The Cranky Communicator: Thoughts on Leadership

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With the possible exception of sex, no subject has been more discussed than “leadership”. Go to any bookstore (presuming one still exists in your community) and you’ll find racks chock-a-block with mostly serious tomes addressing the subject. Because of my life experience and my all too rapidly declining life expectancy, I am occasionally asked to pontificate on this most nebulous of virtues and its characteristics. Knowing less about leadership than the practical application of the “Kama Sutra,” I nevertheless will weigh in where those more sensible and smarter than I have chosen not to tread: What makes a good leader?

 In Aristotelian terms, the good leader must have ethos, pathos and logos. The ethos is his moral character, the source of his ability to persuade. The pathos is his ability to touch feelings, to move people emotionally. The logos is his ability to give solid reasons for an action, to move people intellectually. This is the foundation of leadership. But there is more.

 In his life of Alexander the Great, Plutarch reminded us that leadership is as much about character as it is about victories and accomplishments. “The most glorious exploits do not always furnish us with the clearest discoveries of virtue or vice in men,” he wrote. “Sometimes a matter of less moment, an expression or jest, informs us better of their characters and inclinations.” The lives of the famous, he explained, can provide lessons in prudence, as in the case of the Athenian naval hero Themistocles, or in consuming greed, as in the case of the Roman general Crassus.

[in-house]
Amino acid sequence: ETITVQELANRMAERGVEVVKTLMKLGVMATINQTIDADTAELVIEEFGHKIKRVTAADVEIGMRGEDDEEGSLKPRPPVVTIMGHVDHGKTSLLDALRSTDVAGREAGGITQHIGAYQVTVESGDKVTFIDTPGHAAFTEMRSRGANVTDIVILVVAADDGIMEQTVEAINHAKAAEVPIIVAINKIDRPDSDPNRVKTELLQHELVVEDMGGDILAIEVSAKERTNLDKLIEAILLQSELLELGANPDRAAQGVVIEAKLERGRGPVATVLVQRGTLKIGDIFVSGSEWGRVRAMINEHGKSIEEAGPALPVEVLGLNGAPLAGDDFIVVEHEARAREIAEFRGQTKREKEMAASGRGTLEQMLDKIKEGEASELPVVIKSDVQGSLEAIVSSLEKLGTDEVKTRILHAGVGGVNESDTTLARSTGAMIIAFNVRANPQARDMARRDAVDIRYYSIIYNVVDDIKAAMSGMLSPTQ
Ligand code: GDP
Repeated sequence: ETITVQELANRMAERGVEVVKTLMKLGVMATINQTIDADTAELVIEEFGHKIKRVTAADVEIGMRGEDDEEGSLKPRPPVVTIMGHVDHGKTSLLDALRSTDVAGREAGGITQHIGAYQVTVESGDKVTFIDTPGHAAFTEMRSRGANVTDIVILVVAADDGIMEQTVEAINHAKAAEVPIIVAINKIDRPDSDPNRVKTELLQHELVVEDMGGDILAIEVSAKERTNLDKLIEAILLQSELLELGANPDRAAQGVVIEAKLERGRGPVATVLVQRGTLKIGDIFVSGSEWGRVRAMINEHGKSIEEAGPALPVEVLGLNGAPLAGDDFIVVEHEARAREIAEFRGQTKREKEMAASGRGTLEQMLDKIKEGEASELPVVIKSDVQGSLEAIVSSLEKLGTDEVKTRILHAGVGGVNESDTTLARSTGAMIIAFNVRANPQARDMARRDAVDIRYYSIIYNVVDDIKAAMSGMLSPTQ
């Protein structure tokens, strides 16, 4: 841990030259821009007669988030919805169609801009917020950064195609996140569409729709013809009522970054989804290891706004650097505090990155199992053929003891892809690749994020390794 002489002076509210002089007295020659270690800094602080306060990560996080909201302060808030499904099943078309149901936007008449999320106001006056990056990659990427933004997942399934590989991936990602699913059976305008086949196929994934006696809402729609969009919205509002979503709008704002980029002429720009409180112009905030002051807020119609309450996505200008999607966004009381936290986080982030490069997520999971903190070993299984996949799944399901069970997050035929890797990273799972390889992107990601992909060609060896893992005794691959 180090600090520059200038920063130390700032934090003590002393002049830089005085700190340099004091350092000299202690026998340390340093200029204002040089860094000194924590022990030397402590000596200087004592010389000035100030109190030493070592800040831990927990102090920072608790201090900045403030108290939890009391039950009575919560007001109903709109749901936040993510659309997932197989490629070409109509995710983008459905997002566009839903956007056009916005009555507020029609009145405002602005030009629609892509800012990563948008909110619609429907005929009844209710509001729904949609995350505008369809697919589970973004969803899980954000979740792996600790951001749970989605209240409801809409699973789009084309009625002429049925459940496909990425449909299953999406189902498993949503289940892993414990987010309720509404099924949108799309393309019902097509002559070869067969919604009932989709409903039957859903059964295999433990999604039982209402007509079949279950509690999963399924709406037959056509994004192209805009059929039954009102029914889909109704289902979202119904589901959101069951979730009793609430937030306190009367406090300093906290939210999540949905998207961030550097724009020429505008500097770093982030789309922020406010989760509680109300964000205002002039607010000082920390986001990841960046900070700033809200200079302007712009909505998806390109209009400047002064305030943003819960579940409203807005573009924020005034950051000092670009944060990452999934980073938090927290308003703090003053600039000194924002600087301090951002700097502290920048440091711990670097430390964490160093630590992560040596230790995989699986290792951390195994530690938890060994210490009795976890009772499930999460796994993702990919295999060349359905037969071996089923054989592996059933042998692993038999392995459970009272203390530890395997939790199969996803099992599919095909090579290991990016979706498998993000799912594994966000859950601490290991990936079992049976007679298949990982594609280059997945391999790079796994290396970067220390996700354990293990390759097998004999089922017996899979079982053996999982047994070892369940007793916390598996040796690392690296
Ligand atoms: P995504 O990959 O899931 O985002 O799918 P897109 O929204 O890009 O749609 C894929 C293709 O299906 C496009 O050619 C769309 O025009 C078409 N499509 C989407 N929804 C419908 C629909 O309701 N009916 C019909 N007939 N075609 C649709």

Shakespeare told us through Henry IV, “Uneasy lies the head that wears a crown.” When confronted with the enormity of the responsibility for the lives of more than a half-million soldiers during the first Gulf War, General “Stormin’ Norman” Schwarzkopf became doubtful, even fearful. Inspired by the words of another wartime leader, General Douglas MacArthur, he overcame his doubt and fear. Plutarch would have recognized an essential trait of leadership in Schwarzkopf — humility — for it takes a humble man to acknowledge his weaknesses.

For me, the hallmark of leadership is to be able to shoulder failure as completely as one would embrace success. It’s more than accepting responsibility when things go wrong; it’s being responsible for the consequences. The true secret of leadership lies in the tests he has faced over the whole course of his life and the discipline of action he has developed in meeting those tests.

When President Franklin Roosevelt died, U.S. columnist Walter Lippmann wrote, “The final test of a leader is that he leaves behind him in other men the conviction and the will to carry on.” So certainly a leader must inspire, but he must also make other leaders. It’s a little known fact (except among those who study American military history) that General Dwight Eisenhower was tutored and mentored by General MacArthur while Ike was a junior officer serving in the Philippines. Think of it: the two greatest U.S. generals of World War II, both five-star officers, one a teacher and the other his student.

I am tempted to go on and tell you about the greatest leader I ever had the privilege of knowing and serving, but the “blog mistress” reminds me I’ve already exceeded the tolerable length of the average reader’s endurance. And besides, war stories can be oh so tedious. So, I will succumb to the adult passive sedentary disorder (APSD) that increasingly afflicts me and retire to the couch to lose myself in some nostalgic grainy black and white movies from Hollywood’s golden era. You see, good leaders also learn from the past.

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